investigator_user investigator user funding collaborators pending menu bell message arrow_up arrow_down filter layers globe marker add arrow close download edit facebook info linkedin minus plus save share search sort twitter remove user-plus user-minus
  • Project leads
  • Collaborators

National Resource for Mass Spectrom of Biological Macromolecules

Brian T Chait

1 Collaborator(s)

Funding source

National Institutes of Health (NIH)
It is proposed to continue to operate and extend the cutting edge capabilities of the National Resource for the Mass Spectrometric Analysis of Biological Macromolecules for years 40 through 44. Emphasis will be placed on developing mass spectrometric technology for analyzing peptides and proteins in order to elucidate fundamental biological processes that underlie both normal physiology and diseases that include AIDS, hepatitis C infection, drug addiction, chronic pain, cancer, bacterial infection, typ-2 diabetes, Alzheimer's disease, Parkinson's disease, sleeping sickness, and neuronal degeneration. The major subdivisions of the Resource are: Technological Research & Development (TR&D), Driving Biological Projects (DBPs), Collaboration & Service, Dissemination, and Education. Our three TR&D aims are: (1) Instrument development for increasing sensitivity and signal-to-noise, (2) Methodology development for elucidating 4-dimensional cellular interactomes and (3) Methodology development for elucidating complex high diversity systems including toxins and antibodies. Our DBPs will seek to (1) gain an understanding of broadly neutralizing anti-HIV antibodies; (2) develop improved methods for elucidating the structures of conotoxins as potential therapeutics; (3) profile neuropeptides in th CNS and peripheral circulation; (4) define the HIV-1 interactome; (5) define viral and host-derived proteins incorporated into HCV particles; (6) investigate a new tumor suppressor pathway in lymphoma; (7) elucidate the fine structure of the nuclear pore complex; (8) elucidate the biosynthetic pathway of S. aureus autoinducing peptide; (9) elucidate the biomolecular anatomy of inhibitory synapses; and (10) analyze the cellular response to DNA double-strand breaks. Our collaborations will seek to investigate: (1) African trypanosome proteins at the host-parasite interface and develop tools for proteomic analysis in trypanosomes; (2) autophagy protein complexes in animal models; (3) cyclin dependent kinase substrates; (4) mechanisms of nucleotide excision repair; (5) human L1 function; (7) mediator-dependent transcription; (8) islet amyloid formation; (9) structure of the transmembrane Type III secretion system needle; and (10) structure of the herpes simplex virus.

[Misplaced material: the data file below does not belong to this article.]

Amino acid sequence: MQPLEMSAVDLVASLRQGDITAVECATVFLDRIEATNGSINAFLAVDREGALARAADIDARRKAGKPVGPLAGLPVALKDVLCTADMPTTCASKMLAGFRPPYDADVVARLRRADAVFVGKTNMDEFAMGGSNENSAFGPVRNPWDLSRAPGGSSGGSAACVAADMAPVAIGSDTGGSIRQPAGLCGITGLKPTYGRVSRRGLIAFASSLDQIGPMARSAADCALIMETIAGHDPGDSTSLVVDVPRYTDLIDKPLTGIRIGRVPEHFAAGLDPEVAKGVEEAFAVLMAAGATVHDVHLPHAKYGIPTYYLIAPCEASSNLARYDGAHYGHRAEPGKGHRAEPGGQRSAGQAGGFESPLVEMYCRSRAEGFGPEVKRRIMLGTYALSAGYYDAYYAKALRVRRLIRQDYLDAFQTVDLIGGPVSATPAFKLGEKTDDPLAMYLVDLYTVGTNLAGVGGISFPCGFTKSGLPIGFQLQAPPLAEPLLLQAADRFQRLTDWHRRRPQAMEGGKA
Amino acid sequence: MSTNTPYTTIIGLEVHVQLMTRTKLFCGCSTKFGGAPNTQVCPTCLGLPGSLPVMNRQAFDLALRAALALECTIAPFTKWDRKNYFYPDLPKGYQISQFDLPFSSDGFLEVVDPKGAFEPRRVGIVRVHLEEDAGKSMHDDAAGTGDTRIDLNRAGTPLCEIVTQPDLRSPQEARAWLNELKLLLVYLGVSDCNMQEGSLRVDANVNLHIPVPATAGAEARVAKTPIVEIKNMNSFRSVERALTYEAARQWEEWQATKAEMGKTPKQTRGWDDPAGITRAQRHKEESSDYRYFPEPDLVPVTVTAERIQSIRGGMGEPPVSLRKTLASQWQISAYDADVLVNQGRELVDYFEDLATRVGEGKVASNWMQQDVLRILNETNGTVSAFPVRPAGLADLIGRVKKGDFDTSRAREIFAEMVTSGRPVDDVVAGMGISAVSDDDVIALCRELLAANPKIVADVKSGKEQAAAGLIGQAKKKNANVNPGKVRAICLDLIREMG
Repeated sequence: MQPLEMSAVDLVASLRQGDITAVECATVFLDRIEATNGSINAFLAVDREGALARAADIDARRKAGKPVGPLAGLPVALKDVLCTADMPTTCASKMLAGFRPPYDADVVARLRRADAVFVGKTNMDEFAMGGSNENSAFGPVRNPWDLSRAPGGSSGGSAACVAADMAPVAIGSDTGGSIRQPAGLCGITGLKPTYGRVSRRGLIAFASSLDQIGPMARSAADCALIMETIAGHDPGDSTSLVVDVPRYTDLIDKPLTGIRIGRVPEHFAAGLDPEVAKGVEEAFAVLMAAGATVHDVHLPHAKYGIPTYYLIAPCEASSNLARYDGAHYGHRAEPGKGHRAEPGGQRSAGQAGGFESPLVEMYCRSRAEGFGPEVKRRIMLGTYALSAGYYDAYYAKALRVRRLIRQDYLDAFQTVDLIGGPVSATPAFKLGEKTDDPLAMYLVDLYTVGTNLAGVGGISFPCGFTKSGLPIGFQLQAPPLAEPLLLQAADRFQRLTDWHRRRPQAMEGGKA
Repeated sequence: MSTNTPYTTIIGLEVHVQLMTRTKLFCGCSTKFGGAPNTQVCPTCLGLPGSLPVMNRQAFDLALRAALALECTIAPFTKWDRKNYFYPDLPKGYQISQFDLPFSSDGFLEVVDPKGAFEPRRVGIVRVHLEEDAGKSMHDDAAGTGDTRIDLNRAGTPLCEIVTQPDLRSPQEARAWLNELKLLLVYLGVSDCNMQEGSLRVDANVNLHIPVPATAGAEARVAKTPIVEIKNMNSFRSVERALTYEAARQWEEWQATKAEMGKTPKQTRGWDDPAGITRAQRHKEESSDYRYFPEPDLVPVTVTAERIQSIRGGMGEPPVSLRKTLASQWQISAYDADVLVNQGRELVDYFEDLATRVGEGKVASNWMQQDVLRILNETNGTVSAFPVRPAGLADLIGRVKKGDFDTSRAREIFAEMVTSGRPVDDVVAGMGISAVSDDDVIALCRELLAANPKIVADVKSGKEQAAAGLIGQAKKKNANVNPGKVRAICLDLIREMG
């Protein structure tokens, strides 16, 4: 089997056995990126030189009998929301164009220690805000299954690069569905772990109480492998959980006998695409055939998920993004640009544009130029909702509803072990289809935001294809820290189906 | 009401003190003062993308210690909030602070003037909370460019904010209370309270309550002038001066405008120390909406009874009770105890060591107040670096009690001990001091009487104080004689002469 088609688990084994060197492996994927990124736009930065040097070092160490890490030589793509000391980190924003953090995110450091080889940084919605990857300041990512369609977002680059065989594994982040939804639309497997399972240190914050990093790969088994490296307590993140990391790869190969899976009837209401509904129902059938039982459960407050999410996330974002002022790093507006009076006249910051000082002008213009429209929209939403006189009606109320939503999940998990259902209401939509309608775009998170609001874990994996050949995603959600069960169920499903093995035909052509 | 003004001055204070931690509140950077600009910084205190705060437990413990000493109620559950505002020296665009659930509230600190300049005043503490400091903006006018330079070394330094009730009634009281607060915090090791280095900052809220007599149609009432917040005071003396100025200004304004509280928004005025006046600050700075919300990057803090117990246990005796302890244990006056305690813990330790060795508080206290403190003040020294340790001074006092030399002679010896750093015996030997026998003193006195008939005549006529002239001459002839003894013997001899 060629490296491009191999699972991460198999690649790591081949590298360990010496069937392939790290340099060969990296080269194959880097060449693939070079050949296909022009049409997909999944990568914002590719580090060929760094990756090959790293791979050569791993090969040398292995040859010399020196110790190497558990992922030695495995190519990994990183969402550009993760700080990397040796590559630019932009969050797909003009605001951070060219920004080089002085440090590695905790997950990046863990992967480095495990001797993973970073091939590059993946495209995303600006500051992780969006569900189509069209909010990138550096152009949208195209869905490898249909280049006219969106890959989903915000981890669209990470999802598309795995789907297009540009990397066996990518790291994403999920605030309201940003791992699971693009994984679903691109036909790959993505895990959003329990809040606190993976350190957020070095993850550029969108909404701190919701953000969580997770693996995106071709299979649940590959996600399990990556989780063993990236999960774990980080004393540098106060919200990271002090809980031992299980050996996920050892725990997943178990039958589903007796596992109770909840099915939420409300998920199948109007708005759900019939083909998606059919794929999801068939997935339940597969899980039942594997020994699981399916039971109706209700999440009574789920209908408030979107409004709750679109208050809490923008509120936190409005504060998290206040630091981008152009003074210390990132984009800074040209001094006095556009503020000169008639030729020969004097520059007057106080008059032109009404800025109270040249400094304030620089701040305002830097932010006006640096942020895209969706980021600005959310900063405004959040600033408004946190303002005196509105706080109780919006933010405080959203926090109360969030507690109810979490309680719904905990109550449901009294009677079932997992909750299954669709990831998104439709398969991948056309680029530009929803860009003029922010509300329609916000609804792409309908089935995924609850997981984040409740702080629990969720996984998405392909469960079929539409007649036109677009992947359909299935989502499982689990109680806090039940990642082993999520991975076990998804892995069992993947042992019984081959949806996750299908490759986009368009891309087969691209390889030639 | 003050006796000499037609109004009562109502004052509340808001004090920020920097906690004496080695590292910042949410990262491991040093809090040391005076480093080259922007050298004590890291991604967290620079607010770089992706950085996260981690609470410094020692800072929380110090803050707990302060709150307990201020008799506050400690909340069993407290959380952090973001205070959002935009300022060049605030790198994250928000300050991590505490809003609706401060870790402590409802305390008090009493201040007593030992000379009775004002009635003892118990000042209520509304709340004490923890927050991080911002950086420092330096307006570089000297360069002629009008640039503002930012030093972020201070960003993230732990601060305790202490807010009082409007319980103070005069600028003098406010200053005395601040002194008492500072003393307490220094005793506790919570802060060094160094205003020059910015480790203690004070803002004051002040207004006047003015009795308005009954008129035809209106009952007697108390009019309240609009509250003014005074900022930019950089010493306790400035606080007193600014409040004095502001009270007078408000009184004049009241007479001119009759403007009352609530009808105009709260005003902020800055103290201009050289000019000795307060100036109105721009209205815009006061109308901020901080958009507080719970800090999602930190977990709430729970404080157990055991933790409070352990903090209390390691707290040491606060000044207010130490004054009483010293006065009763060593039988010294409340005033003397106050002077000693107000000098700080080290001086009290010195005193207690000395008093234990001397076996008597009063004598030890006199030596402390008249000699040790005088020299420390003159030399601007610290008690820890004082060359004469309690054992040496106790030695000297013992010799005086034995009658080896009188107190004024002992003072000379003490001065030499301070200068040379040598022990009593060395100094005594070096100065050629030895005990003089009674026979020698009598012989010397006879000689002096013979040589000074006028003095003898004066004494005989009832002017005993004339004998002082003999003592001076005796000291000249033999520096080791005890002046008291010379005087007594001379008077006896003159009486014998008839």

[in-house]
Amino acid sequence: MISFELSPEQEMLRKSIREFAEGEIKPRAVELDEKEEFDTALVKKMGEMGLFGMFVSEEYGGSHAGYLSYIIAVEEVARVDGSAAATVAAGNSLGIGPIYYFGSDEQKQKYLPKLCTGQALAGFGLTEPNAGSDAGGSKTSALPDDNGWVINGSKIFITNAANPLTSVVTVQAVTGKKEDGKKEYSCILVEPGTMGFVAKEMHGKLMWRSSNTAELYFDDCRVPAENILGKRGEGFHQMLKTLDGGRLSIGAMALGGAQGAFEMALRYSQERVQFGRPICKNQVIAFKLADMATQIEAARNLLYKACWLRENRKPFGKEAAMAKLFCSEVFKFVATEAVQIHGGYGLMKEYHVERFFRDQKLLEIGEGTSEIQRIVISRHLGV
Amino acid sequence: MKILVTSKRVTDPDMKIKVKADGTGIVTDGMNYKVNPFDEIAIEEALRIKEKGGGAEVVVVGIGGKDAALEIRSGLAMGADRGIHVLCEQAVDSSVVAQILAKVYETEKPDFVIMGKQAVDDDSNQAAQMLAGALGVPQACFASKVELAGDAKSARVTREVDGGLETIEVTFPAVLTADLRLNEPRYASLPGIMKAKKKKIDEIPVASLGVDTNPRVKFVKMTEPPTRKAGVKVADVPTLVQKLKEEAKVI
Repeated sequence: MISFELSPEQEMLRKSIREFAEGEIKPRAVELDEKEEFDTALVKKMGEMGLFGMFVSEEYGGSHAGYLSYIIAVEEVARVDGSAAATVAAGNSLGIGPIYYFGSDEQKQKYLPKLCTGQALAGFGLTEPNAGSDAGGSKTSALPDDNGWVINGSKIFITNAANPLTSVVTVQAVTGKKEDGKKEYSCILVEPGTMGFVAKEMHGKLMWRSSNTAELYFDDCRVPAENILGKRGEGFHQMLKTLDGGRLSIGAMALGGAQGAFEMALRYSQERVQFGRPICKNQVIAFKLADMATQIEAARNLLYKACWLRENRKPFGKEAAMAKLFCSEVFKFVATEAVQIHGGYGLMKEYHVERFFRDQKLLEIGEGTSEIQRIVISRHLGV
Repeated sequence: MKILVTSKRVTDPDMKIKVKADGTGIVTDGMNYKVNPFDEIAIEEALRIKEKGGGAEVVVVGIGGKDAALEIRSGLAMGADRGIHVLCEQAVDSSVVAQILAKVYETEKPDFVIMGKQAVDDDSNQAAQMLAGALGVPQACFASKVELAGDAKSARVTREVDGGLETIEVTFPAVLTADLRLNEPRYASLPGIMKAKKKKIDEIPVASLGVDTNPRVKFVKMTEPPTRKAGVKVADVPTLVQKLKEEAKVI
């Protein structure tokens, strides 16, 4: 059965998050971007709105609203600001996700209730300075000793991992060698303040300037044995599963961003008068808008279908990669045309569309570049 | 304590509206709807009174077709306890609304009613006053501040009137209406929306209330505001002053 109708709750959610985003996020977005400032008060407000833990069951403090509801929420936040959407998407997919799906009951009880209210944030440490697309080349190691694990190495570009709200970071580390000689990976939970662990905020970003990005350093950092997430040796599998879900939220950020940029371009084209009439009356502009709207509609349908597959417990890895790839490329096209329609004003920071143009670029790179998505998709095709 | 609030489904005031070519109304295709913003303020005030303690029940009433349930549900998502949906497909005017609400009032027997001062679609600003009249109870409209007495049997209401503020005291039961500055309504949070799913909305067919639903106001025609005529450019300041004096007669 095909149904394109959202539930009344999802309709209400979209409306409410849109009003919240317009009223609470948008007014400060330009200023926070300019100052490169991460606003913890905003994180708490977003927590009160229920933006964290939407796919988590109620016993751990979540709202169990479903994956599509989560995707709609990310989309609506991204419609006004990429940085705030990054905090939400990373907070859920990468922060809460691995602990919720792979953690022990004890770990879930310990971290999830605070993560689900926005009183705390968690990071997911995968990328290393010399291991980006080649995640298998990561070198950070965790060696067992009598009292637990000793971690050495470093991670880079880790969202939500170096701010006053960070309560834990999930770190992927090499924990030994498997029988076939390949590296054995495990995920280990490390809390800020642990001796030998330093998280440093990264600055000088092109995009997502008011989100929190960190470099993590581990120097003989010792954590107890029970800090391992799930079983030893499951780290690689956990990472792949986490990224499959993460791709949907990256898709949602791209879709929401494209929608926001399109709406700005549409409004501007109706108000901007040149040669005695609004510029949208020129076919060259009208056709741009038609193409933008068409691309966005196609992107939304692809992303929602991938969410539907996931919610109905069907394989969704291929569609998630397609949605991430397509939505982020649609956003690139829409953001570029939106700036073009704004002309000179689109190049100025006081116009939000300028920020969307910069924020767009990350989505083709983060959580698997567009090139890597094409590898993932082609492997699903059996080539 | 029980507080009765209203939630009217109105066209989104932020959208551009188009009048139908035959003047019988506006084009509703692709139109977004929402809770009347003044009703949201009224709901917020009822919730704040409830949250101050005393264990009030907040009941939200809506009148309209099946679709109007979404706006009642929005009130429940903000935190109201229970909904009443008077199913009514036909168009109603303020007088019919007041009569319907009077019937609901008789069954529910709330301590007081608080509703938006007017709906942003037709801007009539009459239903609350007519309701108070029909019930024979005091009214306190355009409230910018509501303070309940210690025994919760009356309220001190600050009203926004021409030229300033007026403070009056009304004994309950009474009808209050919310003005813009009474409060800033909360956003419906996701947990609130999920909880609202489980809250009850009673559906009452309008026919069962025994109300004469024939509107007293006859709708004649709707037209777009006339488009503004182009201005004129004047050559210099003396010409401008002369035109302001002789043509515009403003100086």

Related projects